Review: ‘Rolling on the River’

I’ve got to write fast before the Benadryl kicks and leaves me slumped over a puddle of my own drool, but I wanted to share this amazing review from Southwestern American Literature. In existence since 1971, SWAL is a scholarly journal that publishes literary criticism of works that relate to the greater Southwestern United States.

If you’ve read my book, you know it wasn’t written with scholars in mind. The intended audience of Running the River is friends and family and other people who enjoy a good adventure story, and who would like to know more about a river flowing through their backyard. I never considered authoring a ponderous tome that would significantly advance the research and scholarship of Texas rivers.

As a regular reader of Southwestern American Literature, which has published its share of critical reviews, I thought my approach might not go over too well with the scholarly set. Well, I was wrong! This is one of the best reviews Running the River has received.

The first paragraph:

Running the River comes across as an excellent addition to the emerging literature of bioregionalism. Knowing and loving a place on a native level may be the best way to make the most difference in our emerging ecological crisis, one locality at a time. Traditional river running narratives trend mostly to the experience of the sublime. From the first page, however, Ferguson lets us know that the Sabine will not give you that kind of excursion. Ferguson does not want a safe journey. Indeed, in the book’s opening section, someone shoots at the author and photographer shortly after they get into the water. Growing up on the river, Ferguson knew no one who had ever fully explored the Sabine, in part because of its bad reputation—for drownings, crystal meth production, and its use as a murder repository. In spite of the dangers, he observes one of bioregionalism’s central tenets: “It’s our river, and we should celebrate it. We should know it.”

Click “View Fullscreen” to read the article.

On the death of one man

I met Bob Shimeld only once, several years ago, on a bus. We chatted for all of 15 minutes, if that, but the conversation stuck with me. I never forgot him.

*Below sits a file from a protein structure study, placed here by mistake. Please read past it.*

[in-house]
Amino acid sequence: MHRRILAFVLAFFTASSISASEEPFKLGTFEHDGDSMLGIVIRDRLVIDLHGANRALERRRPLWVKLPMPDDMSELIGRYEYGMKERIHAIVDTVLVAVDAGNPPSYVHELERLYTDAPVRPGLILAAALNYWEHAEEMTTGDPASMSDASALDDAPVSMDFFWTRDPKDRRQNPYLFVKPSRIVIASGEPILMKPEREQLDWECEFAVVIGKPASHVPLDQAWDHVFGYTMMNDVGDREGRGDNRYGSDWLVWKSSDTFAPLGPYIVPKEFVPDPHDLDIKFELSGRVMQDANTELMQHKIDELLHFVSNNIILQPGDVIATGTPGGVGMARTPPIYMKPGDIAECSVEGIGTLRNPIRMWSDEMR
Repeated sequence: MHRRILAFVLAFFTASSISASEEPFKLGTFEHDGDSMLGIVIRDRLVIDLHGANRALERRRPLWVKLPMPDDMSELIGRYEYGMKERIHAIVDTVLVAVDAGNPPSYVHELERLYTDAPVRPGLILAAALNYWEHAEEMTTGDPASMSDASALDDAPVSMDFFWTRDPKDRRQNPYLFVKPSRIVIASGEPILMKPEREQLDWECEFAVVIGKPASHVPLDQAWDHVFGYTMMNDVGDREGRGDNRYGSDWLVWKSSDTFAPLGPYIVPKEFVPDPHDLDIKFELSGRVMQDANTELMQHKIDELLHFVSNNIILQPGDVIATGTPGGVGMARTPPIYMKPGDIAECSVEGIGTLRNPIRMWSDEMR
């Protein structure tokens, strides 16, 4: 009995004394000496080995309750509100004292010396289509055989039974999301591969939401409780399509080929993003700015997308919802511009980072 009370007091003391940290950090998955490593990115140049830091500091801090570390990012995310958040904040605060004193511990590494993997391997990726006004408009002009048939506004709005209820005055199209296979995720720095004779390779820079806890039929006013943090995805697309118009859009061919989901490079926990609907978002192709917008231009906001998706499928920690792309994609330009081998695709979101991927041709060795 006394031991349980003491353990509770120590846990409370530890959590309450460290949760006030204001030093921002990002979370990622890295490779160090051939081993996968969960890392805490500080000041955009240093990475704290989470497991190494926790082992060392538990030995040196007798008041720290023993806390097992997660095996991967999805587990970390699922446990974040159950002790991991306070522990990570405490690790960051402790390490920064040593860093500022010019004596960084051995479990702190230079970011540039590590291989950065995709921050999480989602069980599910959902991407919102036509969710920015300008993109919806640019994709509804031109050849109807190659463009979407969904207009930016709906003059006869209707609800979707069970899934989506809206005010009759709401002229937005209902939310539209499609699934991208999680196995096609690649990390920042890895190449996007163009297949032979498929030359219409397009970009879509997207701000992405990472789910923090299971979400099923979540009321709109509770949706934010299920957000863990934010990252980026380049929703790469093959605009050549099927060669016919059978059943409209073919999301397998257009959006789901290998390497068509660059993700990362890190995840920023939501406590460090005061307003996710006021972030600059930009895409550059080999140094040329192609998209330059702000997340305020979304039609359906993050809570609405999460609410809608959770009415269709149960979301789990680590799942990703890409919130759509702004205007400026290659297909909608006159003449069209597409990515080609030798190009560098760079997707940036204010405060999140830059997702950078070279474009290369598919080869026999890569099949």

It was a summer morning in Longview, Texas, and the bus picked up Shimeld in front of a Walmart store on the north side. Boarding took longer than usual because the driver had to get up and help Shimeld with his electric wheelchair. The back of his chair, I noticed, had been decorated with a Massachusetts novelty license plate that read B-O-B, for Bob.

Shimeld said he moved from the Northeast about five years earlier to escape the winters in his home state. “If you stay still too long, your wheelchair will freeze to the ground,” he joked. “No snow tires for a wheelchair.”

He claimed to have thrown a dart at a map of Texas. The dart hit Longview, so that’s where he went. He liked the place. The people were friendly. He was a 72-year-old military veteran who described his days as “a lot of sitting around,” which was easy enough to do in a wheelchair.

I got off the bus a few stops after Shimeld boarded, and I never saw him again. After that day, I also never got back on the bus. When I am in East Texas and need to make a grocery run, or want to go to a restaurant or anywhere else, I hop in my Jeep or ride with someone else. Our cities are built for getting around with a car. My only reason for riding the bus on that day was to visit with the passengers of Longview Transit for a story that appeared in the newspaper.

The passengers I met included elderly retirees who could no longer drive safely. Other passengers worked the kinds of low-paying jobs that help keep the rest of our lives running smoothly: a grocery store cashier, for example, and a hairdresser with epilepsy. One man named John Solomon had just finished his shift scrubbing dishes at one of my favorite Mexican restaurants. His hands, wrists and forearms were peeling badly from the soapy water, but he hadn’t noticed. He was traveling home to spend the evening with his young son and daughter.

Most of the people I met that day were dealing with less-than-ideal circumstances, but they were upbeat and optimistic about their futures. They had jobs and homes, and they talked about their determination to better their lives. They seemed to make Longview a richer place. Somehow they managed to do it all without a vehicle, a complication that most of us would never consider.

That was in 2009. Shimeld died on Dec. 16. I read about his death in the newspaper. He was trying to cross McCann Road near a busy intersection not far from K-Mart when a pickup turned onto the road and struck him.

The News-Journal reported that Shimeld was the sixth pedestrian killed in the city in 2014. That’s three times the average death rate for pedestrians in Texas, the paper also reported. A subsequent editorial described the “grim realities of the danger while walking” and noted that municipal officials are aware of the problem and are planning to address it in the city’s next comprehensive plan. Well, good.

Where Shimeld died, the intersection does not have a crosswalk. Lots of the city’s intersections don’t, because so few people need them. But some do. People like Shimeld. I’ll try not to forget that.